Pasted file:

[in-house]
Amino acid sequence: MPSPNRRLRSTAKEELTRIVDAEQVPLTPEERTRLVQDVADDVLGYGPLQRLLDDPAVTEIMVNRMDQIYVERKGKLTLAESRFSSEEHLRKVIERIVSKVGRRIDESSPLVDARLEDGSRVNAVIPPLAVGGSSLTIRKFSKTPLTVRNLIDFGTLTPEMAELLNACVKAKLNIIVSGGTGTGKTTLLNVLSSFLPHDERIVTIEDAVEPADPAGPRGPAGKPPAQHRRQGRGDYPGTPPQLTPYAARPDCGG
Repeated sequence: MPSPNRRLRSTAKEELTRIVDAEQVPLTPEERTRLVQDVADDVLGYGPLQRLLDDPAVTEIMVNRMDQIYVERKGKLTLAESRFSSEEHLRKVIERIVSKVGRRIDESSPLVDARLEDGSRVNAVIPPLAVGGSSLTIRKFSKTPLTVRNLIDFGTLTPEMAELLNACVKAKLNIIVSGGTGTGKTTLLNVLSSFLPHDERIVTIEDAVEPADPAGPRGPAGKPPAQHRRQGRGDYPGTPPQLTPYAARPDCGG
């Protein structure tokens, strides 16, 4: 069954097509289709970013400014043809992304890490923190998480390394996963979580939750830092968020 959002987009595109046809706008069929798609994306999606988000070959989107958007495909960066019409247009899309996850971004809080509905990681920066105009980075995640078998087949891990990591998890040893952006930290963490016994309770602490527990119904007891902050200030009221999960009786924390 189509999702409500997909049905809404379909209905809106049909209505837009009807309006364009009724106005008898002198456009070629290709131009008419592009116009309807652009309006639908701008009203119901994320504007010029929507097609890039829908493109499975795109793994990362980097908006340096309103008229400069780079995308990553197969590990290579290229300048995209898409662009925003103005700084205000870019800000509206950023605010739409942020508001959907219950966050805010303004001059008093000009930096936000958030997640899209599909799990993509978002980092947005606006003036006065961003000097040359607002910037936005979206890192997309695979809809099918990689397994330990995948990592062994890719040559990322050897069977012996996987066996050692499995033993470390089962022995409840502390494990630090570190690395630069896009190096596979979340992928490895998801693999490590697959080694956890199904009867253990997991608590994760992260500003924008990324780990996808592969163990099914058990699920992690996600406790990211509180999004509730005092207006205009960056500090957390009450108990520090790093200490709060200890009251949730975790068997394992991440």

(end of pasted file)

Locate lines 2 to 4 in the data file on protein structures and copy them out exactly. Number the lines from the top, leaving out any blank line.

Amino acid sequence: MPSPNRRLRSTAKEELTRIVDAEQVPLTPEERTRLVQDVADDVLGYGPLQRLLDDPAVTEIMVNRMDQIYVERKGKLTLAESRFSSEEHLRKVIERIVSKVGRRIDESSPLVDARLEDGSRVNAVIPPLAVGGSSLTIRKFSKTPLTVRNLIDFGTLTPEMAELLNACVKAKLNIIVSGGTGTGKTTLLNVLSSFLPHDERIVTIEDAVEPADPAGPRGPAGKPPAQHRRQGRGDYPGTPPQLTPYAARPDCGG
Repeated sequence: MPSPNRRLRSTAKEELTRIVDAEQVPLTPEERTRLVQDVADDVLGYGPLQRLLDDPAVTEIMVNRMDQIYVERKGKLTLAESRFSSEEHLRKVIERIVSKVGRRIDESSPLVDARLEDGSRVNAVIPPLAVGGSSLTIRKFSKTPLTVRNLIDFGTLTPEMAELLNACVKAKLNIIVSGGTGTGKTTLLNVLSSFLPHDERIVTIEDAVEPADPAGPRGPAGKPPAQHRRQGRGDYPGTPPQLTPYAARPDCGG
């Protein structure tokens, strides 16, 4: 069954097509289709970013400014043809992304890490923190998480390394996963979580939750830092968020 959002987009595109046809706008069929798609994306999606988000070959989107958007495909960066019409247009899309996850971004809080509905990681920066105009980075995640078998087949891990990591998890040893952006930290963490016994309770602490527990119904007891902050200030009221999960009786924390 189509999702409500997909049905809404379909209905809106049909209505837009009807309006364009009724106005008898002198456009070629290709131009008419592009116009309807652009309006639908701008009203119901994320504007010029929507097609890039829908493109499975795109793994990362980097908006340096309103008229400069780079995308990553197969590990290579290229300048995209898409662009925003103005700084205000870019800000509206950023605010739409942020508001959907219950966050805010303004001059008093000009930096936000958030997640899209599909799990993509978002980092947005606006003036006065961003000097040359607002910037936005979206890192997309695979809809099918990689397994330990995948990592062994890719040559990322050897069977012996996987066996050692499995033993470390089962022995409840502390494990630090570190690395630069896009190096596979979340992928490895998801693999490590697959080694956890199904009867253990997991608590994760992260500003924008990324780990996808592969163990099914058990699920992690996600406790990211509180999004509730005092207006205009960056500090957390009450108990520090790093200490709060200890009251949730975790068997394992991440």